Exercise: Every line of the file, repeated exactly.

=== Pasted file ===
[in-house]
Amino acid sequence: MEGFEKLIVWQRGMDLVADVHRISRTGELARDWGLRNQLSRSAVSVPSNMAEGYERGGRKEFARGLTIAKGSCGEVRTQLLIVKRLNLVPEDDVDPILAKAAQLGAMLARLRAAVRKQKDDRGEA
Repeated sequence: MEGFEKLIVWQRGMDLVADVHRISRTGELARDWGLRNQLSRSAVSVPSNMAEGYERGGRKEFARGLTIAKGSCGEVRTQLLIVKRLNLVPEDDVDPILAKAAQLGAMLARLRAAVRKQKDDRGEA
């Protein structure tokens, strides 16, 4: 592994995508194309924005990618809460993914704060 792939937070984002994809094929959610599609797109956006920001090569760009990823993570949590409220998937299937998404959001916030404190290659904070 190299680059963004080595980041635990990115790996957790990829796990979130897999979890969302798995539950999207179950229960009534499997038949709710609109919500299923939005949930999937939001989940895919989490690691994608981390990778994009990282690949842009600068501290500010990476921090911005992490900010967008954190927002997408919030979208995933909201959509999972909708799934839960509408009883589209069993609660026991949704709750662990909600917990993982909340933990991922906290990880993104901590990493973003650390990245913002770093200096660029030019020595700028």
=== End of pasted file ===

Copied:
[in-house]
Amino acid sequence: MEGFEKLIVWQRGMDLVADVHRISRTGELARDWGLRNQLSRSAVSVPSNMAEGYERGGRKEFARGLTIAKGSCGEVRTQLLIVKRLNLVPEDDVDPILAKAAQLGAMLARLRAAVRKQKDDRGEA
Repeated sequence: MEGFEKLIVWQRGMDLVADVHRISRTGELARDWGLRNQLSRSAVSVPSNMAEGYERGGRKEFARGLTIAKGSCGEVRTQLLIVKRLNLVPEDDVDPILAKAAQLGAMLARLRAAVRKQKDDRGEA
């Protein structure tokens, strides 16, 4: 592994995508194309924005990618809460993914704060 792939937070984002994809094929959610599609797109956006920001090569760009990823993570949590409220998937299937998404959001916030404190290659904070 190299680059963004080595980041635990990115790996957790990829796990979130897999979890969302798995539950999207179950229960009534499997038949709710609109919500299923939005949930999937939001989940895919989490690691994608981390990778994009990282690949842009600068501290500010990476921090911005992490900010967008954190927002997408919030979208995933909201959509999972909708799934839960509408009883589209069993609660026991949704709750662990909600917990993982909340933990991922906290990880993104901590990493973003650390990245913002770093200096660029030019020595700028």